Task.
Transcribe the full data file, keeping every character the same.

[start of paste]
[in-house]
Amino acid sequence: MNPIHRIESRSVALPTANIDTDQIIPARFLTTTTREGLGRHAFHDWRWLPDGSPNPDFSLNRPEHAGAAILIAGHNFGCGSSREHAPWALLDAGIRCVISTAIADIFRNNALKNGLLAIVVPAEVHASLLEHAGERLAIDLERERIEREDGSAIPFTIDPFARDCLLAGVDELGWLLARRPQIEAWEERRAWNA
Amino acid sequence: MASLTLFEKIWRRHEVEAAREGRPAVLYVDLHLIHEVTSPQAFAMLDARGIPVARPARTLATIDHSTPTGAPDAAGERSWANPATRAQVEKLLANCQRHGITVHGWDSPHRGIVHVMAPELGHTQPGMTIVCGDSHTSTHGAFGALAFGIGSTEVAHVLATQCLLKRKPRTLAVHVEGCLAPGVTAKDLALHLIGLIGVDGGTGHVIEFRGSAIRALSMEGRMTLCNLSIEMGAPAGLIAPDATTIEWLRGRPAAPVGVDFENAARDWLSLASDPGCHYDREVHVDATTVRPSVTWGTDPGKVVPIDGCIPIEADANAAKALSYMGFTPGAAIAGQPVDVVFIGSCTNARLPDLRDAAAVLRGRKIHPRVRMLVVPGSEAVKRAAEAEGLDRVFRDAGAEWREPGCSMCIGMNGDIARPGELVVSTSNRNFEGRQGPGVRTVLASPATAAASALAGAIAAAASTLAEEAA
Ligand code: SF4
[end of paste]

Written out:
[in-house]
Amino acid sequence: MNPIHRIESRSVALPTANIDTDQIIPARFLTTTTREGLGRHAFHDWRWLPDGSPNPDFSLNRPEHAGAAILIAGHNFGCGSSREHAPWALLDAGIRCVISTAIADIFRNNALKNGLLAIVVPAEVHASLLEHAGERLAIDLERERIEREDGSAIPFTIDPFARDCLLAGVDELGWLLARRPQIEAWEERRAWNA
Amino acid sequence: MASLTLFEKIWRRHEVEAAREGRPAVLYVDLHLIHEVTSPQAFAMLDARGIPVARPARTLATIDHSTPTGAPDAAGERSWANPATRAQVEKLLANCQRHGITVHGWDSPHRGIVHVMAPELGHTQPGMTIVCGDSHTSTHGAFGALAFGIGSTEVAHVLATQCLLKRKPRTLAVHVEGCLAPGVTAKDLALHLIGLIGVDGGTGHVIEFRGSAIRALSMEGRMTLCNLSIEMGAPAGLIAPDATTIEWLRGRPAAPVGVDFENAARDWLSLASDPGCHYDREVHVDATTVRPSVTWGTDPGKVVPIDGCIPIEADANAAKALSYMGFTPGAAIAGQPVDVVFIGSCTNARLPDLRDAAAVLRGRKIHPRVRMLVVPGSEAVKRAAEAEGLDRVFRDAGAEWREPGCSMCIGMNGDIARPGELVVSTSNRNFEGRQGPGVRTVLASPATAAASALAGAIAAAASTLAEEAA
Ligand code: SF4